Angry Audio Dual Stereo Balancing Gadget
[June 2019] Studio operations have changed over the years. Automation is a major force. But, beyond the computer, there seems to be a need for all sorts of peripheral items to do everything from getting the audio into the computer to studio and off-air monitoring. Dana has found another item you will find useful.
Michael Dosch (AKA: Catfish) has a long and distinguished career designing audio equipment for broadcast.
Many of us old timers knew him from his years at PR&E, where he designed analog radio consoles. And everyone knows of his work at Telos, where he designed the entire Axia product line. Suffice it to say that the “fish knows audio!“
Now Catfish has taken his considerable talents and founded another company, Angry Audio.
One of their first products is a family of unbalanced-to-balanced audio adapters called “Balancing Gadgets.” I know what you are thinking right now: “that is a big yawn.” There are dozens of these out there, and have been for years! Why do I need a new one?”
My response is: compared to the others, this unit is a Jaguar to their Ford Falcon. Catfish has taken HiFi to a new level with these devices.
The model I have for review is the Dual Stereo Balancing Gadget. a double stereo/quad mono unbalanced-to-balanced converter. I say quad mono because the channel isolation is so good that it can actually be used that way.
The Dual Stereo Balancing Gadget has a list price of $177.00.
A Breed Apart
Other than its function, this unit has nothing in common with earlier devices.
Why? Because it has been designed to be 100% audiophile grade.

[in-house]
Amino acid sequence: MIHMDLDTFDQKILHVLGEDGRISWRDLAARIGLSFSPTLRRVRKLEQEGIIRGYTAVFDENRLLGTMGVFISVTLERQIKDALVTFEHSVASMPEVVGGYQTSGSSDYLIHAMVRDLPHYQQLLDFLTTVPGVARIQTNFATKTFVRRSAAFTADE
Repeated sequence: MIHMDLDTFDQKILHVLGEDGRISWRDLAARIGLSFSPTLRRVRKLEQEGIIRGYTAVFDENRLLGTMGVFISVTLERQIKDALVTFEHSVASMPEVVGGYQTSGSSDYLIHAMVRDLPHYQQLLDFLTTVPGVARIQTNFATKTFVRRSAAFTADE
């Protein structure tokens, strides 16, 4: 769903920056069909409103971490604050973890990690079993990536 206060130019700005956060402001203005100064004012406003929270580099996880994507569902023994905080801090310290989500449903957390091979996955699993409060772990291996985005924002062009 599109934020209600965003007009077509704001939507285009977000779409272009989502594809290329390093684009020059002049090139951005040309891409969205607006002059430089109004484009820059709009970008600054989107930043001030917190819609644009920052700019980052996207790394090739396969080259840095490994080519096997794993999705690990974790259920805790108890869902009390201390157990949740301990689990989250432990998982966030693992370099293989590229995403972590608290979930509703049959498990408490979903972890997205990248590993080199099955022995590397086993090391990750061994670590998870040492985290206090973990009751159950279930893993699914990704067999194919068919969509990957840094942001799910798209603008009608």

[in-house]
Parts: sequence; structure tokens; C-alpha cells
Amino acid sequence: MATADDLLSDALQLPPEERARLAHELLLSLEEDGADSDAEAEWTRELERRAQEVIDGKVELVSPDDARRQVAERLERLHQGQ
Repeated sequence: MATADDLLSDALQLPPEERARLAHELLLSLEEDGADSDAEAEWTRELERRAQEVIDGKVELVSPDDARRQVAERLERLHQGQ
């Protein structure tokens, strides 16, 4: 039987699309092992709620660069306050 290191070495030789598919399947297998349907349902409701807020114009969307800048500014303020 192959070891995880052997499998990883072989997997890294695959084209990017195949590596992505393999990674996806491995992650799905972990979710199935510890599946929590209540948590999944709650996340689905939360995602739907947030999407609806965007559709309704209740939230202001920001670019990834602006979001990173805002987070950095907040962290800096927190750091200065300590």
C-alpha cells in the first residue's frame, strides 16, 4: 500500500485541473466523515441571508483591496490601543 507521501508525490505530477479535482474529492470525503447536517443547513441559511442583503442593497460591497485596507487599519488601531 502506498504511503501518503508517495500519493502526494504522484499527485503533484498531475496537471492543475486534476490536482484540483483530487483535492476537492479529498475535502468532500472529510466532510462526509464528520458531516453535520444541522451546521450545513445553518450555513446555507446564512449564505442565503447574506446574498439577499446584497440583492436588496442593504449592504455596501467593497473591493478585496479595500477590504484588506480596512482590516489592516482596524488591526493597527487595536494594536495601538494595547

In fact, I can imagine real audiophiles buying these units. Unlike the typical balancer that uses a few opj-amps to accomplish its goal, this unit is
1.) DC coupled with servos
2.) uses a high quality instrumentation amplifier, which means that it can actually have a balanced input if desired
3.) is extensively RFI and ESD bypassed
4.) runs on an internal bipolar 15-volt power supply which gives it extra headroom compared to devices using wall-warts
5.) has both fixed and variable gains
6.) is compact, so that two of them can be mounted side by side in a single rack space (with the optional rack mount), and
7.) it has what Catfish calls “groundbreaking technology” (get it?) that eliminates the nasty effects of a ground loop between audio devices.
Listening Tests I
compared the Angry Audio Balancing Gadget to several other units.
The source material was with FLAC, WAV, and 320 kbps MP3 files played through several high-quality D/A converters. I used Audio Technica ATH-M50 headphones modified for balanced inputs (no common ground between channels) to listen. These headphones received two new drivers about six months ago.
It was pretty obvious that most similar devices could not compare with the Balancing Gadget. With those earlier devices, the words “parched,” “dry” and “limited dynamics” (i.e., clipping) came to mind.